The sight of the burning starships around me was like a galaxy of new stars lighting up the emptiness of space. Their fuel and energy cells burned without oxygen long after the crews had suffocated in the vacuum of space. Hundreds of dreadnoughts, battleships, carriers, and starfighters exchanged fire in the largest battle of the war.
The Revengeance was taking point in the assault on the enemy flagship Earth’s Successor. We had managed to take out its support craft and casualty ratings were still well within acceptable parameters. Acceptable if I didn’t think of Black Squadron-3 as Daniel, Skull Squadron-6 as Rebecca, or Dagger-Squadron-7 as Lisa. They were men and women I’d trained with and called friends, now just particles and gas.
“Focus,” I commanded myself, then spoke into my helmet’s comm. I was sitting in the middle of my tight Engel-fighter cockpit moving at speeds which boggled the mind. While space was largely empty, the tightness of the battle formations meant I needed to fly like I’d never flown before. The slightest misstep would mean not only my death but my entire squadron’s destruction. “Dagger Leader, I need you to bring up your teammates to thin out the ranks of those Crosshairs.”
“Yes, your Excellency,” Dagger Leader, a woman named Arianna Stonebridge, said, referring to me by my noble title rather than rank.
I hated that.
This was a last-ditch assault which Prince Germanicus had planned to blunt the offensive into our territory. The Commonwealth had reclaimed thousands of worlds in their quest to reunite humanity, but they were stretched thin and the Archduchy’s resistance was fierce. If we’d had more allies, we could have repelled them, but the Archduchy of Crius had few friends. In my more reflective moments, I had to wonder how badly we’d abused our neighbors that so many had cheered the arrival of the Commonwealth.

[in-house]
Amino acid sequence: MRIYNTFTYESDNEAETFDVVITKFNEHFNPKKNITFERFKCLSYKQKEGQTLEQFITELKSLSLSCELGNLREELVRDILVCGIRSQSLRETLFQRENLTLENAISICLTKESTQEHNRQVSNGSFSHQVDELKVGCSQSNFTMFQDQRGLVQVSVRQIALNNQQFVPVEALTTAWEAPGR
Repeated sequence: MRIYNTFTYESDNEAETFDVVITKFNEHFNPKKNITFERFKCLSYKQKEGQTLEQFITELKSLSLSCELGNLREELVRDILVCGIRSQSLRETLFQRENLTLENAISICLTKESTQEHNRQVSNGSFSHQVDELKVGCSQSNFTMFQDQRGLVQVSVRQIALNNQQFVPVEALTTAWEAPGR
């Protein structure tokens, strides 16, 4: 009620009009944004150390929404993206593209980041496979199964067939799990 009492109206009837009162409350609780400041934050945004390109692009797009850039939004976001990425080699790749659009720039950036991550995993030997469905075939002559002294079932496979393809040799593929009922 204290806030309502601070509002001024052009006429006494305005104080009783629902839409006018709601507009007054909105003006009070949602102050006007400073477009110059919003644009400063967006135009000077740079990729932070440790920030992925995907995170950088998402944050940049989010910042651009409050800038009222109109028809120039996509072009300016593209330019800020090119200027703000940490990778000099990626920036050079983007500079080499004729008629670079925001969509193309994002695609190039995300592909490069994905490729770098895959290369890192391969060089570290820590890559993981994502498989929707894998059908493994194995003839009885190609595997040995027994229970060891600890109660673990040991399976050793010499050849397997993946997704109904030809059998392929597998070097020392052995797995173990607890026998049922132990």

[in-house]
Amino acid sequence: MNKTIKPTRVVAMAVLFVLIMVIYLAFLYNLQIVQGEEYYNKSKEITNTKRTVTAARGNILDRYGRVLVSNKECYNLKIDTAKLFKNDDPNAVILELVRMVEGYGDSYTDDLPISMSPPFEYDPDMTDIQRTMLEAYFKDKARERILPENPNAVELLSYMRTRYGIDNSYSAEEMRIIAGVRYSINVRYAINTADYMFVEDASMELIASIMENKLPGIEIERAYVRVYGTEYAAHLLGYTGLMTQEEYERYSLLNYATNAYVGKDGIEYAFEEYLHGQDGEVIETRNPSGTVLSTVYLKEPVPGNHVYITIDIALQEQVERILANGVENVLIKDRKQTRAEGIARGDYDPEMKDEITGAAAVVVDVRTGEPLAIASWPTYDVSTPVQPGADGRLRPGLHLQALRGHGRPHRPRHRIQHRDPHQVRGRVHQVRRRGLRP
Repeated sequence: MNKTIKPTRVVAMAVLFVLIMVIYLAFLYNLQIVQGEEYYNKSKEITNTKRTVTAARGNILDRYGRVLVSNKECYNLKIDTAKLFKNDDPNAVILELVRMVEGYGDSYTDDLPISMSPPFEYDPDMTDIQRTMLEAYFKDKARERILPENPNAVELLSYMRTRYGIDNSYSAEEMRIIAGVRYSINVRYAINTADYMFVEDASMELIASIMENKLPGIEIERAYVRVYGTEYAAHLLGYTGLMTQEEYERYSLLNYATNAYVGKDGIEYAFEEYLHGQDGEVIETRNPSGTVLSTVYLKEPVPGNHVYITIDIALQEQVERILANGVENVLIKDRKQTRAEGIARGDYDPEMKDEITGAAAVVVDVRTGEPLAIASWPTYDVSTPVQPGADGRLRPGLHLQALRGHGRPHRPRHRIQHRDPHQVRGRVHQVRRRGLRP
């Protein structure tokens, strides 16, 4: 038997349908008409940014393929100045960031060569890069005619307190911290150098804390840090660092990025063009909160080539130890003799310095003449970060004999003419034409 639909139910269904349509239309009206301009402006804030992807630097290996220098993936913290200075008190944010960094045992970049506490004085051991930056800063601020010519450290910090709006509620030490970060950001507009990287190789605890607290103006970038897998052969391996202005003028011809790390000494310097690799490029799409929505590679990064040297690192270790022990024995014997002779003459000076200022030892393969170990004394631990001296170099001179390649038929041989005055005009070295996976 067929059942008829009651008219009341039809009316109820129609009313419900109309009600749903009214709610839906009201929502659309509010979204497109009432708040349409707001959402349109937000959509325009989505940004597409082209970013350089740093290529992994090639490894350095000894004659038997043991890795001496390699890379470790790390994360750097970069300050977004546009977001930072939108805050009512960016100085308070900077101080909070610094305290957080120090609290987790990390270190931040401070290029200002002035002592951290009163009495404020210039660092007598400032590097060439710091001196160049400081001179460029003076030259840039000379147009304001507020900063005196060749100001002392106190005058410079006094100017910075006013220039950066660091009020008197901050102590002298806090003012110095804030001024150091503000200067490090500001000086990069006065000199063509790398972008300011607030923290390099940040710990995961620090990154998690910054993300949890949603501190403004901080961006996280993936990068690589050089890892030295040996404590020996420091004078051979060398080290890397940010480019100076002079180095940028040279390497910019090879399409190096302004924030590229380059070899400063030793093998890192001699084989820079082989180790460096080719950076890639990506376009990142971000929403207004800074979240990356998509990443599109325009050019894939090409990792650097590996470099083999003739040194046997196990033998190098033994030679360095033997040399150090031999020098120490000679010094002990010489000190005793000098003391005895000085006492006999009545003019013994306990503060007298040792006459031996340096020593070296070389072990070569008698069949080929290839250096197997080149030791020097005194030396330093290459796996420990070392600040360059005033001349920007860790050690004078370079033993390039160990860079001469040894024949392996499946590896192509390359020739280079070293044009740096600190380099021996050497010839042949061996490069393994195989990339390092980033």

The interior of the Engel’s cockpit was a mixture of levers, pedals, and sensor equipment which projected countless images into my cybernetically enhanced mind. I saw close-ups of the sword-shaped Crius destroyers moving to cut off the escape of the massive Earth’s Successor even as enemy reinforcements arrived from jumpspace. The saucer-shaped Commonwealth ships launched several thousand more starfighters to whittle down the shields of our ships, but it made no difference to our battle plan. We had to score a decisive victory here, even if it meant decimating our ranks.
Archangel Squadron’s part in the mission was critical. We had to weaken the Earth’s Successor enough for the Revengeance to blast away at its engines and allow the rest of the fleet to destroy it. Our foe was a massive, ten-kilometer-long super-carrier, which doubled as a dreadnought capable of leveling planets. Adjusting my targeting computer, I gauged its shields and knew it would take everything we had to crack them before the Revengeance and its support craft arrived to hammer it. If the shields were still up when our ships reached firing range, the attack would be like raindrops on steel. We could do it, though. We just needed to get past a few hundred enemy fighters first.
“Here they come,” I muttered, not transmitting across the Engel’s transceivers. We were tens of thousands of kilometers away from the Earth’s Successor, but at the speeds we were moving, we were only a few minutes from interception. Seeing two squadrons of V-shaped Crosshair fighters descending on us, I decided now wasn’t the time to worry.
I picked one to shoot down with plasma cannons, followed by another, then another. The ones beside my targets detonated nearly as fast, destroyed by Hans and Brutus with the rest of Dagger Squadron’s pilots inflicting only slightly less damage. Crosshair fighters were inferior to Engels in several ways, not the least being inferior range. The Commonwealth’s military doctrine believed in quantity over quality. These men had paid for it in their lives. I’d have to send their senators a bottle of wine in thanks.
“Got three that round, Colonel!” Lieutenant Colonel Hans Nakamora, my second, said. “I’m only two behind your score.”